State’s Role In Vigilante Killing

Another video has leaked showing armed police including ATS standing guard as vigilantes search cars for the body of murdered student Mashal Khan.

Sadly, this is not a surprise. Even after police cleared the victim from any allegations, still there are countless who support his killers including many officers from law enforcement agencies. This is not an accusation, it is a fact stated by police themselves.

We are all familiar with reports that University administrators pressurized students to accuse Mashal. And we have seen the report of PTI councillor Arif Mardan warning students not to name the killers. We know the dramatic statements of PM Nawaz Sharif and IHC Justice Shaukat Aziz Siddiqui against blasphemy. All of these add up to state’s role in whipping up the religious sentiments and making a very dangerous environment. However there is another way that the state is responsible for these lynch mobs.

Whole society may be sensitive to blasphemy issue, but this is not enough to explain vigilantism and lynch mobs. If students and administrators truly believed that someone has committed blasphemy, why won’t they report to authorities? Why won’t we accept the legal process to determine guilt and innocence? I believe the reason is that we have not actual legal system in this country, and I will now provide evidence.

When Rangers pick up people and torture them to death, when state agencies kidnap bloggers, when supporters of killers openly defy government orders with no consequences, when militant leaders declare that they are unmoved by government bans, when Army denies foreigners consular access before sentencing them to death in secret trials, when hardened terrorists are killed in ‘police encounters‘ and even those who are captured are tried and convicted in secret military courts, the message is given very clearly that there is no actual law and order but only the law of the jungle. If even our own law enforcement agencies act as vigilantes, how can we expect anyone else to act differently?

Parliamentarians condemn lynching and declare that law of the jungle cannot prevail, but they are empty words for show only. Which lawmaker will reign in out of control agencies? Which lawmaker will change laws that affect religious sensitivities?

Speaking about why police did not stop the mob that killed Mashal Khan, a police officer said “There are hundreds of sympathisers in my force and if I take too much interest in the case I might be killed too.”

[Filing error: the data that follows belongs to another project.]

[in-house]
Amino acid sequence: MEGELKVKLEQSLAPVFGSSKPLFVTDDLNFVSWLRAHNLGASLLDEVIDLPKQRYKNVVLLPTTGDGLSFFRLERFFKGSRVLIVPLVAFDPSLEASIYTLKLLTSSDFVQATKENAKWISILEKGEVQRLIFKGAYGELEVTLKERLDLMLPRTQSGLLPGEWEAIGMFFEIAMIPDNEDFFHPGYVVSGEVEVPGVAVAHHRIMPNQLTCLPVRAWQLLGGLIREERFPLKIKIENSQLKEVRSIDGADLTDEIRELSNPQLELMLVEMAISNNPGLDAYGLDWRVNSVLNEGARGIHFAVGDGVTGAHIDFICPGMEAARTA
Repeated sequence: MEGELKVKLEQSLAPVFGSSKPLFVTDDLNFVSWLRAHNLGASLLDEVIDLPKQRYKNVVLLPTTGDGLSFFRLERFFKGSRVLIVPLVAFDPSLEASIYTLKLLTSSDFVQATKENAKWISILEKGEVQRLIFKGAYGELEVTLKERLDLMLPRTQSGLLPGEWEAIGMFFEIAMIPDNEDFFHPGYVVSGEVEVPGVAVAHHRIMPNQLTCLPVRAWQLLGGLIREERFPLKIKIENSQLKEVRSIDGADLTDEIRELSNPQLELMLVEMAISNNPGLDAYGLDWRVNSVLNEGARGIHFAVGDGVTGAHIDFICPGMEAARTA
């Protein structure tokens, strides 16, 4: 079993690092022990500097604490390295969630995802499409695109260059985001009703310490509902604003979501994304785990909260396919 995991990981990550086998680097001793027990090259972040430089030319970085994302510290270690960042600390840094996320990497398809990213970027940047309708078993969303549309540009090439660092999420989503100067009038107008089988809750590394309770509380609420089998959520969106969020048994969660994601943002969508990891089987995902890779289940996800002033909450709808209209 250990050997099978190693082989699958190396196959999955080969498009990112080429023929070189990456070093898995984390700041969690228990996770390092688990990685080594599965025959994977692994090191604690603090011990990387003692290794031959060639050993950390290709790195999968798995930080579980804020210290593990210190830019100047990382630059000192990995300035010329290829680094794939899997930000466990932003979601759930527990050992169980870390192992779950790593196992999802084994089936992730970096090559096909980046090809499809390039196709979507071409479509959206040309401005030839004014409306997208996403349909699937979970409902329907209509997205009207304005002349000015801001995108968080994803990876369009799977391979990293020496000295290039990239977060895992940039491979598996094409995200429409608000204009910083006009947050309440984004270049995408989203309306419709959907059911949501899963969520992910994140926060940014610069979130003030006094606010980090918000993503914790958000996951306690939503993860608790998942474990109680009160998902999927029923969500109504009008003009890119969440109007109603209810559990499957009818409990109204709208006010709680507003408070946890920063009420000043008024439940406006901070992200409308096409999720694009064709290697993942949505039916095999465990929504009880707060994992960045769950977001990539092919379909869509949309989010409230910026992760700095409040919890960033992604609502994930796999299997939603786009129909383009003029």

Police know that the reality is that the law of the state is the law of the jungle.

And privately, in our own hearts, we know it too.

When do ‘turning points’ become a death spiral?

Mashal Khan

I have been hesitant to write anything about Mashal Khan lynching. What can be said that has not already? Not only this time, but the time before? And the time before that?

Some are expressing a ‘cautious optimism‘ that the strong reaction against Mashal Khan’s murder coming from certain quarters of society points to a ‘turning point’. But three years ago, we were told that the bloody APS massacre was a ‘turning point‘. Since then, we have witnessed many ‘turning points’. Sabeen Mahmud murder was a ‘turning point’. Safoora Chowk bus attack was a ‘turning point’. Sehwan blast was a ‘turning point’. Lahore Easter blast was a ‘turning point’. These are just a few examples.

With due respect to these courageous voices, I cannot help but have the exact same thought as blogger Dan Qayyum

The problem is so deeply rooted in society that even the defences of Mashan Khan cannot challenge it. So many are arguing that he did not ‘deserve’ lynching, but inside this defence is the acceptance that someone does deserve it. That the violence and hatred is not the problem, only the problem is that the wrong person was targeted. Zarrar Khuro describes this cancer perfectly.

We have nurtured our own disease, have fed this cancer of the soul, this cancer which has a mind of its own; this cancer with purpose. The fault lies with a society that sups on hate and willingly butchers its own children at the devil’s altar, mutilating their bodies and crushing their skulls like some kind of ritual sacrifice.

And so here we stand, bending over backwards to ‘prove’ that he was not a blasphemer, that he was a ‘good’ Muslim and did not deserve the fate that should, by implication, be reserved only for the not-so-good. But none of that matters either, because evidence is accusation, is a death sentence to be carried by public acclamation in some dark, murderous perversion of democracy.

Our dilemma can also be found in our debates about blasphemy laws themselves. Over and over again we see cases where innocents are tortured and killed due to blasphemy accusations. Most often these are not tried, sentenced, and executed by the state. They are accused and lynched. Yet the debate is always about how to ‘prevent misuse of blasphemy laws‘. But what law is it that was misused in lynching of Mashal Khan? What law was misused in the lynching of Shama and Shezad? What law was misused in murder of Salmaan Taseer or Sabeen Mahmud or Rashid Rehman or any of the others who have been killed not by any law but by lawlessness?

State institutions have been strongly pushing the fight against blasphemy. From government to judiciary to even ISI, all institutions have been promoting the narrative that blasphemy is a major problem of Pakistan. Political leaders tell us that the offence of blasphemy is ‘unpardonable‘ while Mullahs threaten ‘dire consequences‘ if anyone dares try to reform the laws. What did they think was going to happen?

The solution, we are told, is to also give death penalty to those who misuse blasphemy and take the law into their own hands. But in the most famous case fake blasphemy killing, the killer was given death penalty and hung. It did not make him a warning for our society.

It made him a hero.

Qadri Janaza